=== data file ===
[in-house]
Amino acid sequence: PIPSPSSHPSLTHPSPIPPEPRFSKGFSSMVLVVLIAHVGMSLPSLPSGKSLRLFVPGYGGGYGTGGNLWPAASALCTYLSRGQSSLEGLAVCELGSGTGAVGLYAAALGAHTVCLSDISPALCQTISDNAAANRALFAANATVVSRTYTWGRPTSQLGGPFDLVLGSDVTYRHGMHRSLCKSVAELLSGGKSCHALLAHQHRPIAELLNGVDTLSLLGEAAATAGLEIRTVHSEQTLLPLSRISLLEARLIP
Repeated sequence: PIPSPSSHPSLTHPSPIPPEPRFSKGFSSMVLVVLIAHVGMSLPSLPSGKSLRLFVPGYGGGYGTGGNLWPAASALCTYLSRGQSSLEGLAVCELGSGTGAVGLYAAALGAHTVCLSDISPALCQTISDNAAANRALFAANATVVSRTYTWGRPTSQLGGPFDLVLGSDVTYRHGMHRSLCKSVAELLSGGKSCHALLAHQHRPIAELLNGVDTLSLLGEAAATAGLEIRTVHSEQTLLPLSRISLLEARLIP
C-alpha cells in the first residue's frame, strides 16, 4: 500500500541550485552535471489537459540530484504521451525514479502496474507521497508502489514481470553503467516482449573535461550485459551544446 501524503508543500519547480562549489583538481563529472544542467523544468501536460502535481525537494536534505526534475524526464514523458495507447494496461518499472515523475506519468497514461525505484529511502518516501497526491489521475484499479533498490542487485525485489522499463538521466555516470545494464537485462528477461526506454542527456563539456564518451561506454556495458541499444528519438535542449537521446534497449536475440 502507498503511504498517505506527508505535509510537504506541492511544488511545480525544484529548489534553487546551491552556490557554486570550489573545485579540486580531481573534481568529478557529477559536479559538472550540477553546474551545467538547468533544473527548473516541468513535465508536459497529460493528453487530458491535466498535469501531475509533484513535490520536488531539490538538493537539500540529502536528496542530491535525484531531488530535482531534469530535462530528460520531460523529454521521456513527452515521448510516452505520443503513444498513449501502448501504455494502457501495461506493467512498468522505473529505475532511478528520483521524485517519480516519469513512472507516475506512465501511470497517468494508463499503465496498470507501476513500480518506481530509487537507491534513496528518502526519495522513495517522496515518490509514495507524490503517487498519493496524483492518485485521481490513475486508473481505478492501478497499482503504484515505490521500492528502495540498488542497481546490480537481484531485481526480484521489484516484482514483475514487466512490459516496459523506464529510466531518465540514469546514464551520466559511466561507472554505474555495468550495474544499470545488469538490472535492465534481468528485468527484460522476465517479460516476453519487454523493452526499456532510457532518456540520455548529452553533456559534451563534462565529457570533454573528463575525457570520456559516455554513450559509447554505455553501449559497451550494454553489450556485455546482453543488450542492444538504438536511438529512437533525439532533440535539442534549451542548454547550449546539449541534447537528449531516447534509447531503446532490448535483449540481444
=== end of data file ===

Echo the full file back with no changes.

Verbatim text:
[in-house]
Amino acid sequence: PIPSPSSHPSLTHPSPIPPEPRFSKGFSSMVLVVLIAHVGMSLPSLPSGKSLRLFVPGYGGGYGTGGNLWPAASALCTYLSRGQSSLEGLAVCELGSGTGAVGLYAAALGAHTVCLSDISPALCQTISDNAAANRALFAANATVVSRTYTWGRPTSQLGGPFDLVLGSDVTYRHGMHRSLCKSVAELLSGGKSCHALLAHQHRPIAELLNGVDTLSLLGEAAATAGLEIRTVHSEQTLLPLSRISLLEARLIP
Repeated sequence: PIPSPSSHPSLTHPSPIPPEPRFSKGFSSMVLVVLIAHVGMSLPSLPSGKSLRLFVPGYGGGYGTGGNLWPAASALCTYLSRGQSSLEGLAVCELGSGTGAVGLYAAALGAHTVCLSDISPALCQTISDNAAANRALFAANATVVSRTYTWGRPTSQLGGPFDLVLGSDVTYRHGMHRSLCKSVAELLSGGKSCHALLAHQHRPIAELLNGVDTLSLLGEAAATAGLEIRTVHSEQTLLPLSRISLLEARLIP
C-alpha cells in the first residue's frame, strides 16, 4: 500500500541550485552535471489537459540530484504521451525514479502496474507521497508502489514481470553503467516482449573535461550485459551544446 501524503508543500519547480562549489583538481563529472544542467523544468501536460502535481525537494536534505526534475524526464514523458495507447494496461518499472515523475506519468497514461525505484529511502518516501497526491489521475484499479533498490542487485525485489522499463538521466555516470545494464537485462528477461526506454542527456563539456564518451561506454556495458541499444528519438535542449537521446534497449536475440 502507498503511504498517505506527508505535509510537504506541492511544488511545480525544484529548489534553487546551491552556490557554486570550489573545485579540486580531481573534481568529478557529477559536479559538472550540477553546474551545467538547468533544473527548473516541468513535465508536459497529460493528453487530458491535466498535469501531475509533484513535490520536488531539490538538493537539500540529502536528496542530491535525484531531488530535482531534469530535462530528460520531460523529454521521456513527452515521448510516452505520443503513444498513449501502448501504455494502457501495461506493467512498468522505473529505475532511478528520483521524485517519480516519469513512472507516475506512465501511470497517468494508463499503465496498470507501476513500480518506481530509487537507491534513496528518502526519495522513495517522496515518490509514495507524490503517487498519493496524483492518485485521481490513475486508473481505478492501478497499482503504484515505490521500492528502495540498488542497481546490480537481484531485481526480484521489484516484482514483475514487466512490459516496459523506464529510466531518465540514469546514464551520466559511466561507472554505474555495468550495474544499470545488469538490472535492465534481468528485468527484460522476465517479460516476453519487454523493452526499456532510457532518456540520455548529452553533456559534451563534462565529457570533454573528463575525457570520456559516455554513450559509447554505455553501449559497451550494454553489450556485455546482453543488450542492444538504438536511438529512437533525439532533440535539442534549451542548454547550449546539449541534447537528449531516447534509447531503446532490448535483449540481444